Change in Direction
A couple years ago, I was asked to submit a story to an anthology called Commutability: Stories about the Journey from Here to There. The editor, David Bell, was asking some horror authors to sub, but the anthology would include mainstream stories as well. Since the broad theme of the book was travel, I looked through my idea file for anything that might fit. I had one concept I'd been kicking around for a while, under the heading of "Strange Post-Apolacyptic Scenarios." The idea was to portray a future where unseen (supernatural?) barriers would suddenly appear along highways, preventing any high speed travel. I'd never gotten much past the idea phase--partly because, I think, the concept was a little too science-fiction, and thus outside my comfort zone. But it seemed a really good fit for the Commutability anthology, so I decided to go with it.
I had the entire story planned out, from the title ("Distance"), to the ending, and knew which scenes I needed to write to create the story. For the opening scene, I'd decided to present a memory from before-the-world-changed--as a kind of ironic commentary on the weirdness of the story's present situation, and also to ease readers into the sci-fi elements of the story. I wrote the first sentence: "On the day of his brother's death, perhaps at the very instant of Denny's surprising accident, Scott again recalled the terror rides of his youth." These terror rides involved the older brother taking the story's protagonist for late-night drives along back roads, and for thrills the brother would switch off the headlights and steer blindly for long stretches. The opening scene engaged me more than I expected, and I developed the relationship between the brothers a bit, and the protagonist's mixed feelings about those dangerous rides.
But I couldn't manage to write the next scenes: the ones with the sci-fi elements that were the actual genesis of the story and were supposed to provide its framework. I put the story aside for a few days, and dreaded going back to it.
Until I had my "ah-ha!" moment. I figured out how to write the story without the sci-fi elements: more as a mainstream family drama, with a main character slipping into dark thoughts after his brother's fatal accident. It wasn't just that I was uncomfortable with the sci-fi elements…the story didn't need them, and it actually didn't need any overt horror/supernatural elements, either. The finished story, as it turned out, ended up being one of my favorites, partly because of that "ah ha" moment, and how happy I was when I broke through the story barrier that had been keeping me from moving forward.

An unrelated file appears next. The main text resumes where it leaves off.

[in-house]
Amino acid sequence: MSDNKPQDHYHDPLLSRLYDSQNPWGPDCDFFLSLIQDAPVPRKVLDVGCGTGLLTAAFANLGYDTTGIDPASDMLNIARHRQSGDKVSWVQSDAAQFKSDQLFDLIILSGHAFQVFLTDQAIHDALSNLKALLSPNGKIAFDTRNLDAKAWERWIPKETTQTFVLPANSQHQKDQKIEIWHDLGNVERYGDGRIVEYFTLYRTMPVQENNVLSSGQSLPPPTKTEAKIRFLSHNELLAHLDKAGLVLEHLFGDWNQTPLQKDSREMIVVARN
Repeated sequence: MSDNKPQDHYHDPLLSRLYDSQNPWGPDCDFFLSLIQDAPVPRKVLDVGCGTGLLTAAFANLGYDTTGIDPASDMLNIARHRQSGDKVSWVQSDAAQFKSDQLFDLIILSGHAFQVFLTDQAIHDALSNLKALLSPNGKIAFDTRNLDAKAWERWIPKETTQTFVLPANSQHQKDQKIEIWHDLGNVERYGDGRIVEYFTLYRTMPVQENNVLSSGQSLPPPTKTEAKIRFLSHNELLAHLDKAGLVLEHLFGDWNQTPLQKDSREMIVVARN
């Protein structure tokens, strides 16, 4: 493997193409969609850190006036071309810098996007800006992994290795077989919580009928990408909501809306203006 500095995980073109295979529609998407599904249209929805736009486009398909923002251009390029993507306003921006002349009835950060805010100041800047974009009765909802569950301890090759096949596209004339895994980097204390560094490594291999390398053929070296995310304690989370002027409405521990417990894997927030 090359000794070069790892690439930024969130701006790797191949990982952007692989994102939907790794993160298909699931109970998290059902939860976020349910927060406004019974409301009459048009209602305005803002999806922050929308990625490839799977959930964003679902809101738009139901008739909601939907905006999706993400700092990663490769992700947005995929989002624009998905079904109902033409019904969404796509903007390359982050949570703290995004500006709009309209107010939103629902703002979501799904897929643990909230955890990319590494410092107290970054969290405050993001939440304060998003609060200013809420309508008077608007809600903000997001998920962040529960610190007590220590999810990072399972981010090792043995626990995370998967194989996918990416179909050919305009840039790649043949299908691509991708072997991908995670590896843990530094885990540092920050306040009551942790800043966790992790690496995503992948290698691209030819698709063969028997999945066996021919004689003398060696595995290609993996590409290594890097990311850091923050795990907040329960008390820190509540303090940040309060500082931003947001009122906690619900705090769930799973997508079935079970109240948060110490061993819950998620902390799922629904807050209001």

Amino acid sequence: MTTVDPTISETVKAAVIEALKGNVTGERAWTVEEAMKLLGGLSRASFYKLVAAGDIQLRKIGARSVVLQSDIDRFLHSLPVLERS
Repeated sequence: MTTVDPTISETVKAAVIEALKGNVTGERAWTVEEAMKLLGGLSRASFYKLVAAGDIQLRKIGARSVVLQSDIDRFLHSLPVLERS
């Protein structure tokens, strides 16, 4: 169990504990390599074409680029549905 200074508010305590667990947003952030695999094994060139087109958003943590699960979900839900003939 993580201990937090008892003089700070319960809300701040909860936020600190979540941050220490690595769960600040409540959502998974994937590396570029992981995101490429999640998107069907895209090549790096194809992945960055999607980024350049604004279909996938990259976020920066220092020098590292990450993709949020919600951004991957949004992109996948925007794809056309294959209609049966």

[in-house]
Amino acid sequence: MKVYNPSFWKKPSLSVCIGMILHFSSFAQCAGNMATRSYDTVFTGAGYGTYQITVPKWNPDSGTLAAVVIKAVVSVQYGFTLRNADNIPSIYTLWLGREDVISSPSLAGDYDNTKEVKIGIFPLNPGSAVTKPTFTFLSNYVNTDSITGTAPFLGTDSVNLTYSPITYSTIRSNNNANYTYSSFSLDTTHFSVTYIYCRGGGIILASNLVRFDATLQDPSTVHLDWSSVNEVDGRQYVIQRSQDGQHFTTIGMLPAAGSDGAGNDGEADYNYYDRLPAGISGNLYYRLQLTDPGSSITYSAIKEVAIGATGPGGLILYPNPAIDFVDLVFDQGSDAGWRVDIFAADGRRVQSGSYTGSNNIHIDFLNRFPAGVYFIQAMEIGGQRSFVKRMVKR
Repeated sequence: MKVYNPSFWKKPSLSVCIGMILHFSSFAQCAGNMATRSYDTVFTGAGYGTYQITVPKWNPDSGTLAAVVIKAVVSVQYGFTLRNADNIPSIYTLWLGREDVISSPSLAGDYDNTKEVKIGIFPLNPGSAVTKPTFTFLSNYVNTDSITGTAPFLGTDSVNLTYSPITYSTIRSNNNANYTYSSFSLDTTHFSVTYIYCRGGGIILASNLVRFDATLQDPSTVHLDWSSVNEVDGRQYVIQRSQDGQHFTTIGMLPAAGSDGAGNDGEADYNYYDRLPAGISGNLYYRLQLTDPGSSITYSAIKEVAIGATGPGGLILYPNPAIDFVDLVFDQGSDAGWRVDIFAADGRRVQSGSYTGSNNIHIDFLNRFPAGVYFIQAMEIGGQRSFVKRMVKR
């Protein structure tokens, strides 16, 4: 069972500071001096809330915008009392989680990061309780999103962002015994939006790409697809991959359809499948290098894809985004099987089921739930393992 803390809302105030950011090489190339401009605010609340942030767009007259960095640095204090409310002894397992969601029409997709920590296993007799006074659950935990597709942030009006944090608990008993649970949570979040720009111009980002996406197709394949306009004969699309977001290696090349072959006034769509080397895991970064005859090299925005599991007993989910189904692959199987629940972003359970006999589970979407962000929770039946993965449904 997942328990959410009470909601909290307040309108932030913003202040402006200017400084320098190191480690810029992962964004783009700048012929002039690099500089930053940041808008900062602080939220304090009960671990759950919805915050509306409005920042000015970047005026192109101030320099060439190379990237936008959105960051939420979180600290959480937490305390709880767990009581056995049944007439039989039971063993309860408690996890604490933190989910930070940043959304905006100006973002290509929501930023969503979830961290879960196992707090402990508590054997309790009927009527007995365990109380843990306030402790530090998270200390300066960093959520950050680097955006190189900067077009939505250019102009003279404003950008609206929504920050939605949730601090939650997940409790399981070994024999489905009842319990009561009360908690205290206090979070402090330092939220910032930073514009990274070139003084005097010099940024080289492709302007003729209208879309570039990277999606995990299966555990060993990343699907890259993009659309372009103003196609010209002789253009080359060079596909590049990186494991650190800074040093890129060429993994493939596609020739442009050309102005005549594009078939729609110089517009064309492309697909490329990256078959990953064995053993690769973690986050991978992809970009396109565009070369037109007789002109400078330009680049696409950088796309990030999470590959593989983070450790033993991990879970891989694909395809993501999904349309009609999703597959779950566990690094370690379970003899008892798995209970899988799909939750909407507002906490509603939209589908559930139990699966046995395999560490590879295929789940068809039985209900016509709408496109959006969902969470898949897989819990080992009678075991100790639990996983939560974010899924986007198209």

I've had similar experiences with some other stories, where I've envisioned the story in a rigid way (to suit a particular market, or maybe just to try something new), and I'll keep writing to my original concept, plugging away at the daily word count. But then, something will happen and I'll figure out a way to make that story into my story: one that develops my favorite themes and allows for the atmospheric effects I like to produce. Those are happy times for me as a writer--when the story just clicks, and things finally feel "right."
So, the lesson for me is to be careful not to let the original idea for a story become a kind of trap. It's fine to have an outline or detailed notes about where a story can go--and I've written quite a few stories where the initial plans worked well all the way through. But some of my best experiences as a writer happened in those "ah ha" moments after I broke away from the outline and went in an entirely new direction.
Norman Prentiss won the 2010 Bram Stoker Award for Superior Achievement in Long Fiction for his first book, Invisible Fences. Previously he won a Stoker in the Short Fiction category for “In the Porches of My Ears,” which originally appeared in Postscripts 18. Other publications include the novella The Fleshless Man, a mini-collection Four Legs in the Morning, a chapter in the round-robin novella The Crane House: A Halloween Story, and story appearances in Blood Lite 3, Zombies vs. Robots: This Means War, Horror Drive-In: An All-Night Short Story Marathon, Black Static, Commutability, Damned Nation, Tales from the Gorezone, Best Horror of the Year, The Year’s Best Dark Fantasy and Horror, and four editions of the Shivers anthology series. His poetry has appeared in Writer Online, Southern Poetry Review, Baltimore's City Paper, and A Sea of Alone: Poems for Alfred Hitchcock.
Visit him online at www.normanprentiss.com.